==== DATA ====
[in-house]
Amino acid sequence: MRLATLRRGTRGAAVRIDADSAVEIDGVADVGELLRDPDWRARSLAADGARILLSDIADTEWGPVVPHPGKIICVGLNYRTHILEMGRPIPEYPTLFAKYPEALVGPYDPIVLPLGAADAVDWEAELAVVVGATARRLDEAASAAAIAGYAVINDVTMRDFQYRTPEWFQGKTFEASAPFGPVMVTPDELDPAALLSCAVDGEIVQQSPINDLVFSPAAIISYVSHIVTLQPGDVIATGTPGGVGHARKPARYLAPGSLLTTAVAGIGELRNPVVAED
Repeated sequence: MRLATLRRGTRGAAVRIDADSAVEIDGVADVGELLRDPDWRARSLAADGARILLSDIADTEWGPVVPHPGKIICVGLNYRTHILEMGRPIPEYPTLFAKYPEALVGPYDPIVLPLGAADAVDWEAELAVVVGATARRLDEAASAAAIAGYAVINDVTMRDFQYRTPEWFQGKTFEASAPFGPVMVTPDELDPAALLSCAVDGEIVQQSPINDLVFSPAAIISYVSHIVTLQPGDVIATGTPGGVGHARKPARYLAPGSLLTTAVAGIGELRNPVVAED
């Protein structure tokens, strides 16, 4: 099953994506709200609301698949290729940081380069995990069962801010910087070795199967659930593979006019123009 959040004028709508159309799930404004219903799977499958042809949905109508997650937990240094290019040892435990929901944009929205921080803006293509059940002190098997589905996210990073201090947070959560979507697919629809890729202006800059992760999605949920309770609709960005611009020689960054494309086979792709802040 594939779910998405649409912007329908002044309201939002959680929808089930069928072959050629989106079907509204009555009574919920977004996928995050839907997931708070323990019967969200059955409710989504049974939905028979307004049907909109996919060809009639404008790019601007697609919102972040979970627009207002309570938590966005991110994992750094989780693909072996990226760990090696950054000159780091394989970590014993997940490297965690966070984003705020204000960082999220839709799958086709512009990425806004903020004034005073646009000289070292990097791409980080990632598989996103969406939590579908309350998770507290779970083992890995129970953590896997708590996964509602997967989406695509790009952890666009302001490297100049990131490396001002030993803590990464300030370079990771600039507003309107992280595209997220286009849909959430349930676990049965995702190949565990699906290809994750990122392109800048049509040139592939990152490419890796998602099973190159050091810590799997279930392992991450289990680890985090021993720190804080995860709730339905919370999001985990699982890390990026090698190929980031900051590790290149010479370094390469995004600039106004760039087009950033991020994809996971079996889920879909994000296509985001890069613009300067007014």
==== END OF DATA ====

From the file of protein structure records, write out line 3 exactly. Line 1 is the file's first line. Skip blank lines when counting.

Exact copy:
Repeated sequence: MRLATLRRGTRGAAVRIDADSAVEIDGVADVGELLRDPDWRARSLAADGARILLSDIADTEWGPVVPHPGKIICVGLNYRTHILEMGRPIPEYPTLFAKYPEALVGPYDPIVLPLGAADAVDWEAELAVVVGATARRLDEAASAAAIAGYAVINDVTMRDFQYRTPEWFQGKTFEASAPFGPVMVTPDELDPAALLSCAVDGEIVQQSPINDLVFSPAAIISYVSHIVTLQPGDVIATGTPGGVGHARKPARYLAPGSLLTTAVAGIGELRNPVVAED